Saturday, December 31, 2011
Friday, December 30, 2011
Sunday, December 25, 2011
A christmas favorite has always been the Grinch Who Stole Christmas. Not entirely sure why, but laughing at the Grinch's sinister smile and singing along to Ravenscroft's "You're a Mean One, Mr. Grinch" has been an annual tradition.
The little dog is darling, the Whos are ridiculously utopic, the grinch defies physics way too many times, and the songs are weirdly catchy. My mom has been using the movie as a teaching tool in her english classes here in Spain; it's rather amusing to see her students watch it for the first time. Their expressions subconsciously mirror those of the grinch. Once the movie ends, she explains the moral: it's not the presents or decorations or location at Christmas that's important, but being with those you love.
Christmas in Spain is different. Really different...but it's still just as special. Our Christmas tree is a wooden triangle atop a post. Decorated in colorful trimmings, fruit and plants from the region, and bright red candles, El Ramo is a different kind of tree....but I think it's beautiful. There are no presents beneath it, there aren't any twinkling lights. No christmas music plays on the radio (haha, a bit of a relief), Santa Claus is made fun of, and there's no eggnog.
Our Christmas Tree
Last night, we all crowded around Enrique's family's table in Léon to celebrate Christmas Eve. The Spanish chatter rose as everyone joked, laughed, teased, and ate merrily. The talk was cheery, but I'll admit, the food was daunting. The first course was eel salad. You look down at your greens and sitting atop are dozens of little, squishy baby eels. Yeah...that was rough. Needless to say, Christmas meals are rather different here too.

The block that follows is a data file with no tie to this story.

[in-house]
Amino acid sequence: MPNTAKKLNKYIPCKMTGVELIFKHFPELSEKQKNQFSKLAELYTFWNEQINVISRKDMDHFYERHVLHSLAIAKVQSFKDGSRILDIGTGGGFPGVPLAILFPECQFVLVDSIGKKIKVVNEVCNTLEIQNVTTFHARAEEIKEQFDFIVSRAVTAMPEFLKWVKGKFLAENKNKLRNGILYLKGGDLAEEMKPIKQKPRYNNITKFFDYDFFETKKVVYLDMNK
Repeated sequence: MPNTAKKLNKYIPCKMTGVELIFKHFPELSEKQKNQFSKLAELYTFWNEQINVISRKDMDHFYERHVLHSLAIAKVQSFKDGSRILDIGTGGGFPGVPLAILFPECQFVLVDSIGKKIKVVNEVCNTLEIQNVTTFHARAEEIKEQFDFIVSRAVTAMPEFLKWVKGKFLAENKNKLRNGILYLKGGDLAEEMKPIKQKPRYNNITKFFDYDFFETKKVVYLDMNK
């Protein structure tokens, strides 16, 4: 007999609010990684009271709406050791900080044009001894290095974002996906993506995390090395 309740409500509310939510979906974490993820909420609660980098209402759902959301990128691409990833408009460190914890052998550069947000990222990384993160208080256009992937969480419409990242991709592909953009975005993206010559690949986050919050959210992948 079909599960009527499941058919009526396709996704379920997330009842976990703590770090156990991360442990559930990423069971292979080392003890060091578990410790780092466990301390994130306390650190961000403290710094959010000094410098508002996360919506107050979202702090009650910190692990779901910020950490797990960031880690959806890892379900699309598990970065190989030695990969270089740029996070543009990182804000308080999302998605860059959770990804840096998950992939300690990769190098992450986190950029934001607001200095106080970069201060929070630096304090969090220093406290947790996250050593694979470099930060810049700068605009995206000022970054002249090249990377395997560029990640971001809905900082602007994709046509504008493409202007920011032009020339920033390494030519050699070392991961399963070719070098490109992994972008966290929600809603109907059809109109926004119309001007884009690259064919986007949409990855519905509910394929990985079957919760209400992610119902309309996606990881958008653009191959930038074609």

We squeezed all ten of us into the kitchen
But this place is beautiful, and today we had an American meal so I could relax with my pumpkin pie and green bean casserole. Food security blanket, thankyouverymuch. When all is said and done, though, it's like the grinch discovers...it's not about the food, nor the location, nor what actually happens at Christmas. At the risk of being super cheesy, it's being with those you love that makes it a real holiday.
Merry Christmas. Give someone a hug.
Saturday, December 24, 2011
The sun is up, but the air is chilly.
Beneath my third-story window, people pass by bundled in colorful scarves, thick jackets, and knee-high leather boots. The narrow, cobbled streets are full of people, but they're socializing, not frantically buying last-minute presents. The town is small and the people grew up together.
When we walk through the town, the elderly stop and give Mom and Enrique their blessings. We are called into shops just to say hello or catch up on the day's happenings. People are busy, but relaxed; there's time to visit or stop for churros. Peaceful.